Fans of the just-ended TV series Mad Men may recall a recent scene in which agency superstar “Don Draper” cancels a meeting with his client, Mohawk Airlines. He didn’t know it, but – had the writers come up with a script from real life in the late 60s – Draper was lucky he backed out. Because he would have been fired.
There really was a Mohawk Airlines. Based in Utica, N.Y., it mainly served routes in the Northeast U.S., and in the 60s the carrier was gushing red ink. So it hired a new marketing team, which turn brought a new ad agency on board, a biggie from Madison Avenue full of guys in grey flannel suits. The pairing up of the agency and the airline turned out to be a disaster.
Here’s the bizarre story of what happened:
On the agency’s first trip Upstate to visit their new client, most of the airline’s execs were there, but the chairman and CEO – let’s call him Mr. Plum – wasn’t.
I’ll digress a little here to mention that Mr. Plum, who was known to, er, imbibe a bit, often was gone for weeks at a time. Once, he zipped off to England and bought a fleet of 69-passenger BAC-111 twinjets from British Aircraft Corp. That was a headline-maker because the purchase marked the first time one of the nation’s dozen or so regional airlines had upgraded to pure jets, having until then flown only smaller prop jobs. More about the jet deal later.
When Mr. Plum finally showed up, he found his phone ringing off the hook. On the other end of the line were irate passengers who’d called to tell him horror tales of lost reservations, late flights, mangled luggage and the like. It was almost as if the passengers had been led to believe the chairman really wanted to hear their gripes. (He didn’t – calls like these were supposed to go to the airline’s Customer Service Department.)
What Mr. Plum didn’t know was that the new ad agency had cooked up a promotion called “Board of Perfectors.” Ads encouraged passengers to become “perfectors” by reporting – to Mohawk – certain things that went wrong on a Mohawk flight. Complainers were rewarded with a “Gold Chip” worth a dollar in cash or a free drink on their next flight.
At the time, most of Mohawk’s flights – which served all five of the heavily congested New York-area airports -- were running late, in no small part due to a slowdown by the air traffic controllers. Thus, thousands of passengers felt they’d be eligible for a Gold Chip (even though, if they’d read the fine print, they’d know late flights weren’t one of the reward categories) and called Mohawk asking to talk to “a perfector.”
But the switchboard operators hadn’t been told about the promotion. So when someone asked for a perfector, they thought the callers were asking for a director – like in board of directors -- and passed the calls on to the chairman’s office (the only director with an office at Mohawk).
No surprisingly, Mr. Plum jumped all over his new marketing department, who in turn jumped on the agency. The men from Madison Avenue defended the promotion this way: “We know lots of flights are late, but that’s not Mohawk’s fault...it’s the FAA’s fault because the airports can’t handle the traffic...the passengers shouldn’t be complaining to Mohawk. Besides, late flights don’t qualify for Gold Chips.”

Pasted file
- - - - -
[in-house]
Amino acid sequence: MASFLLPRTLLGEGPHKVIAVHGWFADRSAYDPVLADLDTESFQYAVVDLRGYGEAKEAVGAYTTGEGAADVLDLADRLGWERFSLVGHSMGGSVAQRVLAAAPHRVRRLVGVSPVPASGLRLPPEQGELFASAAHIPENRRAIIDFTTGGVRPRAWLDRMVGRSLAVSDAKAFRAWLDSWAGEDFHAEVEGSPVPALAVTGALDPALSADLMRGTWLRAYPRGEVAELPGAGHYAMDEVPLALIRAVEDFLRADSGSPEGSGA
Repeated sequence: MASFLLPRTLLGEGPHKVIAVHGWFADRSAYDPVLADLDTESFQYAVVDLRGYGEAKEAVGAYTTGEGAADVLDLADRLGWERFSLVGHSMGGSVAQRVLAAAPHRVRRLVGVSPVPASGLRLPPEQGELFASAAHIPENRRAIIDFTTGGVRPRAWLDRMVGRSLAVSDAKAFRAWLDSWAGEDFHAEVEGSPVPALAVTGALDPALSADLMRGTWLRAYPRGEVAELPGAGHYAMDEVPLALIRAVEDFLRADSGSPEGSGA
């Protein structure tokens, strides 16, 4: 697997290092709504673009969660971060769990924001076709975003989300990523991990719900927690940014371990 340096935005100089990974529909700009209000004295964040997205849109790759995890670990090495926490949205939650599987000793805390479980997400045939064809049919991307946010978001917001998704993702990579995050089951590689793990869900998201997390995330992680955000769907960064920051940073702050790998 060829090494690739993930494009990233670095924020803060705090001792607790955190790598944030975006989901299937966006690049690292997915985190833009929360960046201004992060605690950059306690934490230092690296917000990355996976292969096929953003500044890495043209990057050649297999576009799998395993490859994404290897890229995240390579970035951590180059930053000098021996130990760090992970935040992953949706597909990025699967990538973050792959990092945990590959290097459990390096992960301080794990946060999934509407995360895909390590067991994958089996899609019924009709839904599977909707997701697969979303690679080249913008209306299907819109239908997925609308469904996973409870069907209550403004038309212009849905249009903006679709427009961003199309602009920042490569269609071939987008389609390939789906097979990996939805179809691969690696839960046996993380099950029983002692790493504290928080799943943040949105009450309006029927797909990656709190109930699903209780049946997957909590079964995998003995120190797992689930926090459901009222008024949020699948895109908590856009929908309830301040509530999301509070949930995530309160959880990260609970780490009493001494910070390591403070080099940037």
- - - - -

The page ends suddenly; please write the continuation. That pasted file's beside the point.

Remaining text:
When he heard that, the chairman shot off a memo to the agency: “Do you really think an irate passenger cares whose fault it was? And by the way, who had the dumb idea of inviting unhappy customers to call me? Drop that stupid ‘perfectors’ campaign.”
So the ad guys went back to the drawing board and came up with another way of spotlighting Mohawk: by putting a hip new paint scheme on its planes. Gone would be the distinctive sideview of a Native American’s face on the planes’ tails, to be replaced with “something modern.”
Had the agency done its homework, the Mad Men would have known such a move was flirting with disaster.
A last digression: After Mr. Plum came home after buying the fleet of BAC-111 jets – without approval by Mohawk’s board of directors -- he had to find a way to sell the deal to the rest of the board, especially to its powerful vice chairman. That took some doing, given the company’s long ride in the red. What he did was to promise the vice chairman that his beloved Native American face (putting it on the tails was the vice chairman’s idea) would always remain on the tails.
The planes never got to the painters, and the agency never came back to Mohawk. When he heard about the new paint scheme, Mr. Plum fired the agency. And on the same day, there was no one sitting at a bunch of desks in Mohawk’s marketing department.
Later on, after Mr. Plum died in 1971, the Native American face did come off. So did its replacement livery, when Mohawk was sold to what was then Allegheny Airlines in 1972.
Allegeny’s livery came off when the carrier gobbled up a number of other smaller airlines to eventually become US Airways, and most recently American Airlines.
Disclosure: The writer was Mohawk's director of public relations for several years in the 1960s.
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